• There is a development of measurement systems whose costs are not paid by the supposed improvement to get from them. In other words, control becomes an objective instead of a vehicle since control advantages do not cover costs of building and maintenance of the control. For instance, some companies trying to control abuse in photocopies ask for a form for every single photocopy making the control much more expensive than the controlled resource.
  • Mathematical fictions appear when some weight variables that, in the best situation, are only useful for a situation and lose its value if the situation changes. Attemps relative to Intellectual Capital are a good example but we commit the same error if we try to obtain percents of people-job adjustment to use them as to foresee success in a recruiting process.
  • Above all, numbers are a language that is valid for some terrains but not for others. Written information is commonly rejected with “smart talk trap” arguments but the real fact is that we can perceive fake arguments easier in written or verbal statements than if they come wrapped in numbers. People use to be far less exigent about indicators design than about written reports.
  • Even though we always try to use numbers as “objective” indicators, the ability to handle these numbers by many people is surprisingly low. We do not need to speak about the journalist that wrote that Galapagos Islands are hundreds of thousands of kilometers far from Ecuador coast or the common mistake between American billion or European billion. We can show two easy examples about how numbers can lose any objectivity due to bad use:

After the accident of Concorde in Paris, 2001, media reported that it was the safest plane in the world. If we consider that, at that time, only fourteen planes of the type were flying instead of the thousands of not-so-exclusive planes, it is not surprising that an accident never happened before and, hence, nobody can say from it to be the safest plane. The sample was very short to say that.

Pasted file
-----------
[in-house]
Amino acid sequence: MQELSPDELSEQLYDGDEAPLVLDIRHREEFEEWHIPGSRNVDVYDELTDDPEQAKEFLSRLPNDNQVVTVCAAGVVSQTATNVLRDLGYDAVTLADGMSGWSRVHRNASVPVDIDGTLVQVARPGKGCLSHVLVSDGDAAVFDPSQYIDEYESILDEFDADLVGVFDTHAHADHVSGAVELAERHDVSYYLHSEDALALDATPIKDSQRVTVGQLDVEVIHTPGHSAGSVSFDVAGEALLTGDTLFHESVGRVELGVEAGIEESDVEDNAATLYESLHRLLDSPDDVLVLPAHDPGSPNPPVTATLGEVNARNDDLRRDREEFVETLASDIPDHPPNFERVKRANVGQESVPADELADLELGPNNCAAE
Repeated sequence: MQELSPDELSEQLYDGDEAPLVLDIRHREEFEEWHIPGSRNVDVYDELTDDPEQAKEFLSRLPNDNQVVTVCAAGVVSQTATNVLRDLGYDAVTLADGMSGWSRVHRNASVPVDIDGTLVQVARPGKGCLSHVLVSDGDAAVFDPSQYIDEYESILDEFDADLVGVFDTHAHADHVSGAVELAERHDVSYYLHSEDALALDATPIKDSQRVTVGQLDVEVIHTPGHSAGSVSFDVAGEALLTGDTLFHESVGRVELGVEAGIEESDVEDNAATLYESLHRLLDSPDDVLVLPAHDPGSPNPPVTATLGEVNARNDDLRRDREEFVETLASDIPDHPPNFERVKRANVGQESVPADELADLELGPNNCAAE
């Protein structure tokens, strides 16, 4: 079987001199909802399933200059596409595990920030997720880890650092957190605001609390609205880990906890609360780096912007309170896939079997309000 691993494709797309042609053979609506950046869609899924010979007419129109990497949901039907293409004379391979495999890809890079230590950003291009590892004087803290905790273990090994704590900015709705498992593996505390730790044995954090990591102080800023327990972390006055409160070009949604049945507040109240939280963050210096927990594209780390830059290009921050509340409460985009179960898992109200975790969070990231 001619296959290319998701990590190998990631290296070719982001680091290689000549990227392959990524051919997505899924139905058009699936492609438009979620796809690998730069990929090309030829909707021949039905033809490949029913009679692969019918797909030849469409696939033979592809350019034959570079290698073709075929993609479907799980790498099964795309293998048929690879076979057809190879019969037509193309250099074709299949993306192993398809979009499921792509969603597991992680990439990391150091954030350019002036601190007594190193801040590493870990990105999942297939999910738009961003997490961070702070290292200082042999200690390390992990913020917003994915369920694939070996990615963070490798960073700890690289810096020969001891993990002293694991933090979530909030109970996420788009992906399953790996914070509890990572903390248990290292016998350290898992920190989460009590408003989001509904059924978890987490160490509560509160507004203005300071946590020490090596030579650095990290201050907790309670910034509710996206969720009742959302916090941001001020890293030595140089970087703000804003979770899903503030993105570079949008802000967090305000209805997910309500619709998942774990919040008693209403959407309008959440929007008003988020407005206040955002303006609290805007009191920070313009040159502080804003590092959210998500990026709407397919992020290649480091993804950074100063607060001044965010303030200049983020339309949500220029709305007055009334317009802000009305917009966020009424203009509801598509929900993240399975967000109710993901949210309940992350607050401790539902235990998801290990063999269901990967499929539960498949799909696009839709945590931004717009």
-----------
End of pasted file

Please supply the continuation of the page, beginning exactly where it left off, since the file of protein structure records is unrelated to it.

Another example: In a public statement, the Iberia airline said that travelling by plane is 22 times safer than doing it by car. Does it mean that a minute spent in a plane is 22 times safer than a minute spent in a car? Far from it. This statement can be true or false depending of another variable: Exposure time. A Madrid-Barcelona flight lasts seven times less than a trip by car. However, if we try to contrast one hour inside a plane with an hour inside a car, results could be very far from these 22 times.

The only objective of these examples is showing how numbers can mislead too and we are less prepared to detect the trick than when we have to deal with written language.

These are old problems but –we have to insist- that does not mean they are solved and, perhaps, we should to arrive to the Savater idea in the sense that we do not deal with problems but with questions. Hence, we cannot expect a “solution” but contingent answer that never will close forever the question.